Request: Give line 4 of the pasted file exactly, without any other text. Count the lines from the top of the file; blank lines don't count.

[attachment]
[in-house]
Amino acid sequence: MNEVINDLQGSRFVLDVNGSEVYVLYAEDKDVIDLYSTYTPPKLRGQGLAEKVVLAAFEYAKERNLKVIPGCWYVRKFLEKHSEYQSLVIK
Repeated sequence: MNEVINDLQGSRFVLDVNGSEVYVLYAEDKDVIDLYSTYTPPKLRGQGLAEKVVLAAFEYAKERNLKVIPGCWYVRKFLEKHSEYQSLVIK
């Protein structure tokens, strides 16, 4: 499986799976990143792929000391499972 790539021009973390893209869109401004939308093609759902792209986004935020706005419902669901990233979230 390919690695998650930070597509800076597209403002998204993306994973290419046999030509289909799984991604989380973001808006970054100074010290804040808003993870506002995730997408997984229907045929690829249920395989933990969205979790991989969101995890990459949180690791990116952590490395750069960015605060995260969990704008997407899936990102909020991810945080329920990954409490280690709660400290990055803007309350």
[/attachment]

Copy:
């Protein structure tokens, strides 16, 4: 499986799976990143792929000391499972 790539021009973390893209869109401004939308093609759902792209986004935020706005419902669901990233979230 390919690695998650930070597509800076597209403002998204993306994973290419046999030509289909799984991604989380973001808006970054100074010290804040808003993870506002995730997408997984229907045929690829249920395989933990969205979790991989969101995890990459949180690791990116952590490395750069960015605060995260969990704008997407899936990102909020991810945080329920990954409490280690709660400290990055803007309350």